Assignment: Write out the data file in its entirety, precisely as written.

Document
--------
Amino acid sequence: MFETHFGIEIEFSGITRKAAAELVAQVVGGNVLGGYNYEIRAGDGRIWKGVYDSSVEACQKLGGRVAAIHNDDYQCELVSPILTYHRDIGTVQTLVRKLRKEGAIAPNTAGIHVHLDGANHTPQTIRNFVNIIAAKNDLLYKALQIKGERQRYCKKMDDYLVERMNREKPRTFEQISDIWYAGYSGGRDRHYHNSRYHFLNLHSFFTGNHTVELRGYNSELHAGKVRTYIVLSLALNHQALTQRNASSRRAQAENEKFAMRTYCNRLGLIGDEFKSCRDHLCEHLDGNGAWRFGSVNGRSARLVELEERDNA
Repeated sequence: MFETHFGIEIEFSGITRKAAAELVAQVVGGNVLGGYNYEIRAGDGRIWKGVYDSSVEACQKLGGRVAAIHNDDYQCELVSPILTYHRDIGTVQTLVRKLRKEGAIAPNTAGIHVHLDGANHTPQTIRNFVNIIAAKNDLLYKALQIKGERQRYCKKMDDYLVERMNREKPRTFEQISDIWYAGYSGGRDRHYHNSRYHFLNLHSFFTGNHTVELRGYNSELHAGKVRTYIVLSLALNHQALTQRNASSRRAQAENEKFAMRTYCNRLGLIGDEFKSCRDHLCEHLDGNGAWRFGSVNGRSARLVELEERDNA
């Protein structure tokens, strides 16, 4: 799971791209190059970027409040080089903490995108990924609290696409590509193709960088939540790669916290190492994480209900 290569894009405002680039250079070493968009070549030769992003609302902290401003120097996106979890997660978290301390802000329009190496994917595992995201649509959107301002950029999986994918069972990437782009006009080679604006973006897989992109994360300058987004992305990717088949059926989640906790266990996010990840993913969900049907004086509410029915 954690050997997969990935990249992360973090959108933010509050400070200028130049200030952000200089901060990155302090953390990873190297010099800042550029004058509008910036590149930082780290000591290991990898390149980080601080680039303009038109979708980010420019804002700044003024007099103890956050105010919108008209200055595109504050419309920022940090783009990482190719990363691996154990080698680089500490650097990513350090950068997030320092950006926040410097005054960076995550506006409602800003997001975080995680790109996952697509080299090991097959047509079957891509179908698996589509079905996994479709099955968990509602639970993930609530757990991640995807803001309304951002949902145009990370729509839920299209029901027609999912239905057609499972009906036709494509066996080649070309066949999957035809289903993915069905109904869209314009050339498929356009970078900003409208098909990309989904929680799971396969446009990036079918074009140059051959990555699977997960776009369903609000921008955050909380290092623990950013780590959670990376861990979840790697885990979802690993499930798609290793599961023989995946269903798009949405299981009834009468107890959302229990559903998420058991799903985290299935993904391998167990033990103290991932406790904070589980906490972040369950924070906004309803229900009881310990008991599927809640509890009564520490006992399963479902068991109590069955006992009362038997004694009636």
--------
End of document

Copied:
Amino acid sequence: MFETHFGIEIEFSGITRKAAAELVAQVVGGNVLGGYNYEIRAGDGRIWKGVYDSSVEACQKLGGRVAAIHNDDYQCELVSPILTYHRDIGTVQTLVRKLRKEGAIAPNTAGIHVHLDGANHTPQTIRNFVNIIAAKNDLLYKALQIKGERQRYCKKMDDYLVERMNREKPRTFEQISDIWYAGYSGGRDRHYHNSRYHFLNLHSFFTGNHTVELRGYNSELHAGKVRTYIVLSLALNHQALTQRNASSRRAQAENEKFAMRTYCNRLGLIGDEFKSCRDHLCEHLDGNGAWRFGSVNGRSARLVELEERDNA
Repeated sequence: MFETHFGIEIEFSGITRKAAAELVAQVVGGNVLGGYNYEIRAGDGRIWKGVYDSSVEACQKLGGRVAAIHNDDYQCELVSPILTYHRDIGTVQTLVRKLRKEGAIAPNTAGIHVHLDGANHTPQTIRNFVNIIAAKNDLLYKALQIKGERQRYCKKMDDYLVERMNREKPRTFEQISDIWYAGYSGGRDRHYHNSRYHFLNLHSFFTGNHTVELRGYNSELHAGKVRTYIVLSLALNHQALTQRNASSRRAQAENEKFAMRTYCNRLGLIGDEFKSCRDHLCEHLDGNGAWRFGSVNGRSARLVELEERDNA
């Protein structure tokens, strides 16, 4: 799971791209190059970027409040080089903490995108990924609290696409590509193709960088939540790669916290190492994480209900 290569894009405002680039250079070493968009070549030769992003609302902290401003120097996106979890997660978290301390802000329009190496994917595992995201649509959107301002950029999986994918069972990437782009006009080679604006973006897989992109994360300058987004992305990717088949059926989640906790266990996010990840993913969900049907004086509410029915 954690050997997969990935990249992360973090959108933010509050400070200028130049200030952000200089901060990155302090953390990873190297010099800042550029004058509008910036590149930082780290000591290991990898390149980080601080680039303009038109979708980010420019804002700044003024007099103890956050105010919108008209200055595109504050419309920022940090783009990482190719990363691996154990080698680089500490650097990513350090950068997030320092950006926040410097005054960076995550506006409602800003997001975080995680790109996952697509080299090991097959047509079957891509179908698996589509079905996994479709099955968990509602639970993930609530757990991640995807803001309304951002949902145009990370729509839920299209029901027609999912239905057609499972009906036709494509066996080649070309066949999957035809289903993915069905109904869209314009050339498929356009970078900003409208098909990309989904929680799971396969446009990036079918074009140059051959990555699977997960776009369903609000921008955050909380290092623990950013780590959670990376861990979840790697885990979802690993499930798609290793599961023989995946269903798009949405299981009834009468107890959302229990559903998420058991799903985290299935993904391998167990033990103290991932406790904070589980906490972040369950924070906004309803229900009881310990008991599927809640509890009564520490006992399963479902068991109590069955006992009362038997004694009636």